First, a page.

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6 Signs of a Codependent Relationship

Codependency

The traditional definition of codependency focuses on control, nurturing, and maintenance of relationships with individuals who are chemically dependent or engaging in undesirable behaviors, such as narcissism.

A classic codependency model is an alcoholic husband and his enabling wife.

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IDEA EXTRACTED FROM:

6 Signs of a Codependent Relationship

6 Signs of a Codependent Relationship

https://www.psychologytoday.com/us/blog/anxiety-zen/201609/6-signs-codependent-relationship

psychologytoday.com

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Key Ideas

Codependency

The traditional definition of codependency focuses on control, nurturing, and maintenance of relationships with individuals who are chemically dependent or engaging in undesirable behaviors, such as narcissism.

A classic codependency model is an alcoholic husband and his enabling wife.

Signs of Codependency

Ask yourself these questions:

  • Does your sense of purpose involve making extreme sacrifices to satisfy your partner's needs?
  • Is it difficult to say no when your partner makes demands on your time and energy?
  • Do you cover your partner’s problems with drugs, alcohol, or the law?
  • Do you constantly worry about others’ opinions of you?
  • Do you feel trapped in your relationship?
  • Do you keep quiet to avoid arguments?

The Development of Codependency

When a child grows up in a dysfunctional home with unavailable parents, the child takes on the role of caretaker, learn to put the parents need first, and repress and disregard their own needs.

As the child becomes an adult, he or she repeats the same dynamic in their adult relationships.

Resentment builds when you don’t recognize your own needs and wants. A common behavioral tendency is to overreact or lash out when your partner lets you down.

Recovering from Codependency

Getting in touch with deep-rooted feelings of hurt, loss, and anger will allow you to reconstruct appropriate relationship dynamics. You will know you are on track when:

  • You nurture your own wants and desires
  • You say goodbye to abusive behavior.
  • You respond rather than react to your partner.

EXPLORE MORE AROUND THESE TOPICS:

SIMILAR ARTICLES & IDEAS:

Codependent Couples
  • There may be an imbalance of power or one partner may have taken on responsibility for the other.
  • They’re often anxious and resentful and feel guilty and responsible for their partner...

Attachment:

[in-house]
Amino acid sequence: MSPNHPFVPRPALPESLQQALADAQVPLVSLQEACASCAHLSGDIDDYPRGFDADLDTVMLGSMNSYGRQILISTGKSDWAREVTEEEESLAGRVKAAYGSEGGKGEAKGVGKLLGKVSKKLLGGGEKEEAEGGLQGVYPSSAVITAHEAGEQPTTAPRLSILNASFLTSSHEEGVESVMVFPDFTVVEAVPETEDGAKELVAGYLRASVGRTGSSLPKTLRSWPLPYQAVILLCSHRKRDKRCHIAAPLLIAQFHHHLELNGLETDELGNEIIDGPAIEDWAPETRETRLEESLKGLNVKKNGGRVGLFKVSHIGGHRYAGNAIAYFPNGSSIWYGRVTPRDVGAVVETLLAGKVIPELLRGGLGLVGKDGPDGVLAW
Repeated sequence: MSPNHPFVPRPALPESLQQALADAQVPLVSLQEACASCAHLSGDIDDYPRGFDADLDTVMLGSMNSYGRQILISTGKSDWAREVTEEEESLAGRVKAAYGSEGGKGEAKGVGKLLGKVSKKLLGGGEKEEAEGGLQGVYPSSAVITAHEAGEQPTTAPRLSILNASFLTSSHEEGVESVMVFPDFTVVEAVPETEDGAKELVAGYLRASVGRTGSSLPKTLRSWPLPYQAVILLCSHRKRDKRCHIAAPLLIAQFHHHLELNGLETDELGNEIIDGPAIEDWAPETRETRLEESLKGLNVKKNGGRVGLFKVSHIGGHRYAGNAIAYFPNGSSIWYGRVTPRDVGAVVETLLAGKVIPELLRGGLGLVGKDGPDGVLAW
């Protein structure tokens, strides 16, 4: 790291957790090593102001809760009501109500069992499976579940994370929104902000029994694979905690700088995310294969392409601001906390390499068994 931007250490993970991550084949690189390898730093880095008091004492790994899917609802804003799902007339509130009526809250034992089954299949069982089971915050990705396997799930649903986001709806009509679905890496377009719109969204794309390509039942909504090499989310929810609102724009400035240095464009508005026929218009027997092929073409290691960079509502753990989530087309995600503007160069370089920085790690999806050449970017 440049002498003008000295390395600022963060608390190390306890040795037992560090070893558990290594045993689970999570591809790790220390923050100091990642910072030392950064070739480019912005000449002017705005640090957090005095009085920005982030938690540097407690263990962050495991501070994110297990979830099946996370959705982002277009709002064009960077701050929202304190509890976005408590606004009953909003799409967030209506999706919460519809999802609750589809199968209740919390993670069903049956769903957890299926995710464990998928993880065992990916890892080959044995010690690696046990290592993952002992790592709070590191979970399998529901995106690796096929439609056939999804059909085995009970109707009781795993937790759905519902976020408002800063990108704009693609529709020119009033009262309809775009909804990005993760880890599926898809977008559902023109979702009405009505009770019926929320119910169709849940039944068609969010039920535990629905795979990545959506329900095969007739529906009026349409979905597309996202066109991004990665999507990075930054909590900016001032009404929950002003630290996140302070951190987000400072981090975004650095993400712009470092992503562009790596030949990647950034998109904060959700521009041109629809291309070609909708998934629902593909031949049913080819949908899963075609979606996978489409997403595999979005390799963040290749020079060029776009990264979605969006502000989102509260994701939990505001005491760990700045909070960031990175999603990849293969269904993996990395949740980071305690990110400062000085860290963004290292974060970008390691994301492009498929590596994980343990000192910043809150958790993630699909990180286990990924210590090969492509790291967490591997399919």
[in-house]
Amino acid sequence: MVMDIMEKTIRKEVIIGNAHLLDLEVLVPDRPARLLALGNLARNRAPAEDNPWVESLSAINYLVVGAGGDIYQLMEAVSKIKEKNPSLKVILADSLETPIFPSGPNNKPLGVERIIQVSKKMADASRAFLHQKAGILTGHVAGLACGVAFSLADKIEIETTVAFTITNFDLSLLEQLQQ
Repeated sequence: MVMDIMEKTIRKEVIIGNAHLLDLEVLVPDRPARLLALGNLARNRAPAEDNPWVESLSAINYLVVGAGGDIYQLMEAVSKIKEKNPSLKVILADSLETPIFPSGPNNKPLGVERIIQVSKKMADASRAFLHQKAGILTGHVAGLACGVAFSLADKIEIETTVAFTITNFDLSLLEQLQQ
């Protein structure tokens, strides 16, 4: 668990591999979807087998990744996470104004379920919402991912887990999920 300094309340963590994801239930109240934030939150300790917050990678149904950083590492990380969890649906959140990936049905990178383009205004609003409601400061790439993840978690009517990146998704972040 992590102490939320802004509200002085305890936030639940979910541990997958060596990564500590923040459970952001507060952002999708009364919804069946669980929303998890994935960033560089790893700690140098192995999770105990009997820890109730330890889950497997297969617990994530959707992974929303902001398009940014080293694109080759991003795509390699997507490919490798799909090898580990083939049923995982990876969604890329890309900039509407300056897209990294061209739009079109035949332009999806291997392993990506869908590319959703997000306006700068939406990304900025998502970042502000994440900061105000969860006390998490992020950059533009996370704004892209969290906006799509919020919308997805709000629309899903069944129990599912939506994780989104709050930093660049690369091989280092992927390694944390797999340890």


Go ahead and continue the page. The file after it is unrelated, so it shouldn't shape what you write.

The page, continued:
Interdependent Couples
  • Interdependency requires two people capable of autonomy.
  • They share power equally and take responsibility for their own feelings, actions, and contributions to the relationship. 
  • They can manage their thoughts and feelings on their own and don’t have to control someone else to feel okay. 
  • They can allow for each other’s differences and honor each another’s separateness. 
  • There’s support for each other’s personal goals, but both are committed to the relationship.
Codependency

Codependency essentially happens when one person is sacrificing more for their relationship than the other.

In a healthy relationship it's normal to depend on your partner for comfort and su...

Filling in the gaps

The first sign of codependency will involve one person starting to take on the responsibility to keep in touch and connect while the other partner pulls back in how much time, effort, and care they are giving.

As soon as this happens, the relationship has shifted in an unhealthy direction towards codependency.

'Fixing' your partner

Codependent personalities tend to thrive on helping others (or even thinking they may 'fix' them). When caring for another person stops you from having your own needs met or if your self-worth is dependent on being needed, you may be heading down the codependent path.

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Communication needs improvement if:
  • You are having trouble getting through to your spouse; you talk about the same issue over and over again without coming to an agreement.
  • You seem unable to have a decent conversation...
Just Communicate

It is difficult to discuss some sensitive subjects, and we are tempted to avoid them. Other times we simply expect our partners to know what we are doing, thinking or what we want.

It is much better to get things out in the open regularly rather than waiting to have big rows that might damage your relationship.

Listen actively

Be curious about your partner’s point of view rather than trying to anticipate every situation. Active listening involves:

  • Paying attention to your partner.
  • Tolerating your silence.
  • Paying attention to your partner’s nonverbal communication.
  • Reflecting and paraphrasing what your partner is saying: I hear you say you feel angry when I ….. Is that what you are saying?

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